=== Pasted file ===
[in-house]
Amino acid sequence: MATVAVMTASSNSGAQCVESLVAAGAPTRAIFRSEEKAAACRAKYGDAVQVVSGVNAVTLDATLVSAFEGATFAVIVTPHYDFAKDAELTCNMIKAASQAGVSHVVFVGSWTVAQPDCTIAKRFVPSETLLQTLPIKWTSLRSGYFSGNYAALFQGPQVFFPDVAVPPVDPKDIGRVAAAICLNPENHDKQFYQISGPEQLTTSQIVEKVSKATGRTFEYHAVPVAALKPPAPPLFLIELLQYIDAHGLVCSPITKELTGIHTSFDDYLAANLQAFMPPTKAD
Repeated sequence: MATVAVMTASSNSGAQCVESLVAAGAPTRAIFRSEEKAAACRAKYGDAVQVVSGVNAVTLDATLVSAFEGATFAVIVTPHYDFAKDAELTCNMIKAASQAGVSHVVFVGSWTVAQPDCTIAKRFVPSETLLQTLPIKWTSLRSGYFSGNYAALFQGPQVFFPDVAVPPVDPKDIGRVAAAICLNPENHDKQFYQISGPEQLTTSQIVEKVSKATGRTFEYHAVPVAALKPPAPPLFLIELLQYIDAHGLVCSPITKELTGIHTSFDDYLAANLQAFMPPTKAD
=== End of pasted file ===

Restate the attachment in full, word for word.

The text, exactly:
[in-house]
Amino acid sequence: MATVAVMTASSNSGAQCVESLVAAGAPTRAIFRSEEKAAACRAKYGDAVQVVSGVNAVTLDATLVSAFEGATFAVIVTPHYDFAKDAELTCNMIKAASQAGVSHVVFVGSWTVAQPDCTIAKRFVPSETLLQTLPIKWTSLRSGYFSGNYAALFQGPQVFFPDVAVPPVDPKDIGRVAAAICLNPENHDKQFYQISGPEQLTTSQIVEKVSKATGRTFEYHAVPVAALKPPAPPLFLIELLQYIDAHGLVCSPITKELTGIHTSFDDYLAANLQAFMPPTKAD
Repeated sequence: MATVAVMTASSNSGAQCVESLVAAGAPTRAIFRSEEKAAACRAKYGDAVQVVSGVNAVTLDATLVSAFEGATFAVIVTPHYDFAKDAELTCNMIKAASQAGVSHVVFVGSWTVAQPDCTIAKRFVPSETLLQTLPIKWTSLRSGYFSGNYAALFQGPQVFFPDVAVPPVDPKDIGRVAAAICLNPENHDKQFYQISGPEQLTTSQIVEKVSKATGRTFEYHAVPVAALKPPAPPLFLIELLQYIDAHGLVCSPITKELTGIHTSFDDYLAANLQAFMPPTKAD